Introducing Special Features: A Guide to Field Watch Complications

Introducing Special Features: A Guide to Field Watch Complications

Written by Kenneth Sawyer, In watch, Updated On
December 20th, 2023

When it comes to durability and reliability in demanding environments, a well-made field watch is hard to beat. The classic, no-nonsense field watch just displays the hours, minutes, and seconds—nothing more. However, modern advances have introduced additional watch complications that extend functionality for specific needs. These special features go beyond timekeeping and can be useful for particular field applications.

Field Watch Complications

Guide to Field Watch Complications

Chronograph Complications

A chronograph is essentially a stopwatch feature right on the watch face. It allows you to time events down to fractions of a second. Chronographs are operated through an additional pusher button that starts, stops, and resets the chronograph function without affecting the watch movement.

Field watches with chronograph features benefit professionals and adventure seekers who rely on precise event timing like pilots, race car drivers, medical personnel, and athletics coaches. The chronograph makes it easy to quickly record timing without fumbling with a separate device. Popular brands that incorporate chronographs into their field watch models include Hamilton, Seiko, Citizen, and Victorinox.

Altimeter Complications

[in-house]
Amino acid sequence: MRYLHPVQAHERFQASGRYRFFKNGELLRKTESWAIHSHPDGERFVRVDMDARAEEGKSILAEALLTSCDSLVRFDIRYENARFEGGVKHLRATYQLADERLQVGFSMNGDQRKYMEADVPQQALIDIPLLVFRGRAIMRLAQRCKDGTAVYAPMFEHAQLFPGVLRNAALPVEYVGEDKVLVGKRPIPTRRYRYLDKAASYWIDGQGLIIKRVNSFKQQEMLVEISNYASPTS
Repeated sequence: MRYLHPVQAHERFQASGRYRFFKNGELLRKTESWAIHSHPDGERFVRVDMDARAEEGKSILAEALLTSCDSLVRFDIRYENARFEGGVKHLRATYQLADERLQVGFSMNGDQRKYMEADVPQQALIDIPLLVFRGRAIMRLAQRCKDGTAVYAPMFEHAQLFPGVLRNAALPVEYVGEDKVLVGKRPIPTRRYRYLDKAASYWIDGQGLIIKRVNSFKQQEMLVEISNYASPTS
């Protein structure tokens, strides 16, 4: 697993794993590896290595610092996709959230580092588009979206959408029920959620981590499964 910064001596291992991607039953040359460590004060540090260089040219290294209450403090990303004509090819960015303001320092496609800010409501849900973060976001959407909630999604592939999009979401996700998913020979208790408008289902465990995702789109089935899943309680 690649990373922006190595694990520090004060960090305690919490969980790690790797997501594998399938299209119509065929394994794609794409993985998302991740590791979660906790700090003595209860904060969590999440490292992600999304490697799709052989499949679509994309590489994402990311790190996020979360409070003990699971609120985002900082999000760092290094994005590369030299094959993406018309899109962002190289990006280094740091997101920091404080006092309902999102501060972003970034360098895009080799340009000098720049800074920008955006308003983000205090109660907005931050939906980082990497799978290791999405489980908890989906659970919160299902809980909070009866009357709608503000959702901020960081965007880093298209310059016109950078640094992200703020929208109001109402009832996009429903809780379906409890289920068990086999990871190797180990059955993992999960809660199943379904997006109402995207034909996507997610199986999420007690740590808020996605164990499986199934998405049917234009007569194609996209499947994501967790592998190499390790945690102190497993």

A built-in altimeter on a field watch uses atmospheric pressure to provide altitude data. It tracks elevation for climbing, hiking, mountaineering, aeronautics, weather observation, and other activities. Suunto, Luminox, and Casio are among the watchmakers with altimeter watch models geared specifically toward alpine use and extreme environments.

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Watch altimeters must be regularly calibrated for the greatest accuracy. Depending on the watch, calibration may be manual or automatic. Accuracy ranges between 90 to 120 feet. Altimeter watches work well with other navigation tools like GPS trackers, topo maps, etc. The benefit is getting altitude data at a glance rather than repeatedly consulting a handheld unit.

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Multiple Time Zone Complications

Guide to Field Watch Complications

For frequent travelers and jet setters crossing through many time zones, a GMT or dual/multiple time zone watch can be invaluable. These watches display a secondary hour hand that references a different time zone. Rotating bezels on the watch case also enables tracking multiple zones.

Having both home and travel time readily displayed cuts down on mental math and flipping through device settings. Brands like Rolex, Omega, Breitling, and Glycine cater nicely to jet travelers with intuitive multiple-time zone watches.

Calendar Complications

Most mechanical watches show the date, often with an abbreviated dial underneath the hour marker at 3:00. But some field watches incorporate more expanded calendar functions like day of the week, month, year, and even moon phase.

These are handy when recording data in remote field work or disaster response scenarios when you may lose access to phones and wireless devices. The right calendar watch appeals to those who simply appreciate fine watchmaking complications for their innate craftsmanship.

In Conclusion

Field watch complications build helpful tools right into the timepiece. Chronographs, altimeters, multiple time zones, and calendar functions extend functionality for specialized timing, navigation, travel, record-keeping, research, and other applications. The right field watch with tailored complications makes life easier when out in the field.

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